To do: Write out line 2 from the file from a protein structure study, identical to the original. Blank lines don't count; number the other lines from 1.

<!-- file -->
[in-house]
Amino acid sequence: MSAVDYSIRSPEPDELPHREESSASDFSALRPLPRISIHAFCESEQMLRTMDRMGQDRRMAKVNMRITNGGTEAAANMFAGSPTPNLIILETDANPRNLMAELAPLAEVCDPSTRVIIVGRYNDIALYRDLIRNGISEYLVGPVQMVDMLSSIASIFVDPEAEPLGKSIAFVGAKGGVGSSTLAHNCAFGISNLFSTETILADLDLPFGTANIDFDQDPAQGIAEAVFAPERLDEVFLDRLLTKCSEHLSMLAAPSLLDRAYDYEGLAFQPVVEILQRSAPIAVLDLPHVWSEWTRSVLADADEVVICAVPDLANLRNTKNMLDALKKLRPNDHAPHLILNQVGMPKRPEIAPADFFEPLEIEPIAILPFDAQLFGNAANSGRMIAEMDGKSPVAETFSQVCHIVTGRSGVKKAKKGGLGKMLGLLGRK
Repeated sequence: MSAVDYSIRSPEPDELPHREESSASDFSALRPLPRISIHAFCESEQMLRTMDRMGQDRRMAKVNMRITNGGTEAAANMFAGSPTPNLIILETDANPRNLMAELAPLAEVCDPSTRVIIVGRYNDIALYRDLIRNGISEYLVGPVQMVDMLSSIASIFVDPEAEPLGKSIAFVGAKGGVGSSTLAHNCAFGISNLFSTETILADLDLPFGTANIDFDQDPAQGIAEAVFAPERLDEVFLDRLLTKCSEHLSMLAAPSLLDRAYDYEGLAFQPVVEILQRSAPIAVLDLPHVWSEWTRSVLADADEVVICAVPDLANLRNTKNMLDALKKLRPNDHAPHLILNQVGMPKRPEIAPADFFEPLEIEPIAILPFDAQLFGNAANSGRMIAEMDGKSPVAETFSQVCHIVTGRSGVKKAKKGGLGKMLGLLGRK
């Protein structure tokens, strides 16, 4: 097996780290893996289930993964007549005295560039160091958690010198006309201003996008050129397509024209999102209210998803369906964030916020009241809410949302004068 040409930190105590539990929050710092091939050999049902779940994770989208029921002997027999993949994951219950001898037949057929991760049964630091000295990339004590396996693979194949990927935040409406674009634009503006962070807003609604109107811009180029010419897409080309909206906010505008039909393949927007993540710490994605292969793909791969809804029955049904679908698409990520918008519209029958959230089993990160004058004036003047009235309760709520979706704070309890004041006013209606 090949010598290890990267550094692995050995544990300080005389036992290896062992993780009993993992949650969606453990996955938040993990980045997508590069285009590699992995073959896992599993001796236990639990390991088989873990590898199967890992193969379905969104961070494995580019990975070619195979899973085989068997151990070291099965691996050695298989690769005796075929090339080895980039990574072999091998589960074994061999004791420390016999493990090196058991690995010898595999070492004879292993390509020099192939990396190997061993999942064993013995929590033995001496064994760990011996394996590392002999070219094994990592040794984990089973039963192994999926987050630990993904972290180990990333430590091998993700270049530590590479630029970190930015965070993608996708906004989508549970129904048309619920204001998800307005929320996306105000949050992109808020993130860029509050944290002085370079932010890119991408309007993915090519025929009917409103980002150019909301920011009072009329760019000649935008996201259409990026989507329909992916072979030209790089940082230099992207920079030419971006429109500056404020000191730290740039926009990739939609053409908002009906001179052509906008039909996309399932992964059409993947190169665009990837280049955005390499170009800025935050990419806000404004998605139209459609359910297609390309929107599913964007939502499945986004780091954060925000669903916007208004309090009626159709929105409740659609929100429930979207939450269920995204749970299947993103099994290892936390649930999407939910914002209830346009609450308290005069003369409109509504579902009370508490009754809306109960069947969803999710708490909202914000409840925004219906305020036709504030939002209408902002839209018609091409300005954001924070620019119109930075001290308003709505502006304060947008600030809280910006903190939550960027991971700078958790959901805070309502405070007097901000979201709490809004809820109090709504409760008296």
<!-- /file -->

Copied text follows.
Amino acid sequence: MSAVDYSIRSPEPDELPHREESSASDFSALRPLPRISIHAFCESEQMLRTMDRMGQDRRMAKVNMRITNGGTEAAANMFAGSPTPNLIILETDANPRNLMAELAPLAEVCDPSTRVIIVGRYNDIALYRDLIRNGISEYLVGPVQMVDMLSSIASIFVDPEAEPLGKSIAFVGAKGGVGSSTLAHNCAFGISNLFSTETILADLDLPFGTANIDFDQDPAQGIAEAVFAPERLDEVFLDRLLTKCSEHLSMLAAPSLLDRAYDYEGLAFQPVVEILQRSAPIAVLDLPHVWSEWTRSVLADADEVVICAVPDLANLRNTKNMLDALKKLRPNDHAPHLILNQVGMPKRPEIAPADFFEPLEIEPIAILPFDAQLFGNAANSGRMIAEMDGKSPVAETFSQVCHIVTGRSGVKKAKKGGLGKMLGLLGRK